Educated at the University of Cambridge, Sciences Po (Paris) and Yale University, Dr Gagan D. S. Sood received his doctorate from Yale’s Department of History in 2008. Before arriving at the LSE, he held research and teaching positions at Cambridge, the European University Institute (Florence, Italy) and Yale.
Dr Sood’s main fields of interest are pre-modern India and the Islamic world.
Through focusing on the everyday lives of traders, pilgrims, scholars and other footloose types, Dr Gagan D. S. Sood's current project seeks to recapture the connective tissue binding much of what we today know as the Middle East and South Asia before the nineteenth century. In so doing, it aims to shed light on major though now obscured facets of this region’s past, both in the context of the early modern world and of its differentiated transitions into modern times. Drawing on a broad range of sources in local and regional languages, findings from this project have appeared in a number of scholarly journals (see below), including Past & Present. It will culminate in a book due to be published in 2014 by Cambridge University Press. In the meantime, he has started gearing up for his next project, which will pivot on the everyday realities of governance under the Ottomans, Safavids and Mughals.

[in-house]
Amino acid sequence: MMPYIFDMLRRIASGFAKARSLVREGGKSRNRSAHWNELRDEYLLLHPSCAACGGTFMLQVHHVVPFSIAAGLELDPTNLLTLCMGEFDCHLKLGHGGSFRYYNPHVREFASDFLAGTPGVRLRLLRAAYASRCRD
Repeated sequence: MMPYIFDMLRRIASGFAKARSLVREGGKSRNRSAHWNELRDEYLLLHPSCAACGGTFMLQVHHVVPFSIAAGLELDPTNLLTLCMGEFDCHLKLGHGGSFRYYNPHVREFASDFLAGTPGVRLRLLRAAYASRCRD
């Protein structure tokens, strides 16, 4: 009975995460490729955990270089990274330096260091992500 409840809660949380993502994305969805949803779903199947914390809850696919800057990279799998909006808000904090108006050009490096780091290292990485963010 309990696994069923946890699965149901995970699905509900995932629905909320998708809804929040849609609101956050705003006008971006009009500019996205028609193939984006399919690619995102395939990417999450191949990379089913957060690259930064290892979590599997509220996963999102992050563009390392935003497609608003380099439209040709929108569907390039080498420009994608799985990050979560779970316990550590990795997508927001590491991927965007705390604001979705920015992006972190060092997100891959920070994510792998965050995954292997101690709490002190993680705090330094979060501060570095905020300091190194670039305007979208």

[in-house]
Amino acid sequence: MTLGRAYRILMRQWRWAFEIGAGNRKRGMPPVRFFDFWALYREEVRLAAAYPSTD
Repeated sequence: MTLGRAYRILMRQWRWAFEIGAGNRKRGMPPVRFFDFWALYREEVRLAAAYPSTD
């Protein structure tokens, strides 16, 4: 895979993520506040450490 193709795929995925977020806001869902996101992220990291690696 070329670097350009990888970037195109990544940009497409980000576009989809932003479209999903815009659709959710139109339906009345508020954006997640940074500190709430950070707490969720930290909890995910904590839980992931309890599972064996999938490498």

His recent publications include:
‘“Correspondence is equal to half a meeting”: The composition and comprehension of letters in eighteenth-century Islamic Eurasia’, Journal of the Economic & Social History of the Orient 50:2-3 (2007), 172-214.
‘The informational fabric of eighteenth-century India and the Middle East: Couriers, intermediaries and postal communication’, Modern Asian Studies 43:5 (2009), 1085-1116.
‘Asking about origins’, Science 326:5957 (2009), 1190-1191.
‘Circulation and exchange in Islamicate Eurasia: A regional approach to the early modern world’, Past & Present 212 (2011), 113-162.
‘An Islamicate Eurasia: Vernacular perspectives on the early modern world’, in Michael E. Bonine, Abbas Amanat & Michael E. Gasper (eds), Is there a Middle East? The Evolution of a Geopolitical Concept (Stanford University Press: Stanford, California, 2012), 152-169 & 262-265.
‘Sovereign justice in precolonial maritime Asia: The case of the Mayor’s Court of Bombay, 1726-1798’, Itinerario 37:2 (2013), 46-72.
Full list of publications on LSE Research Online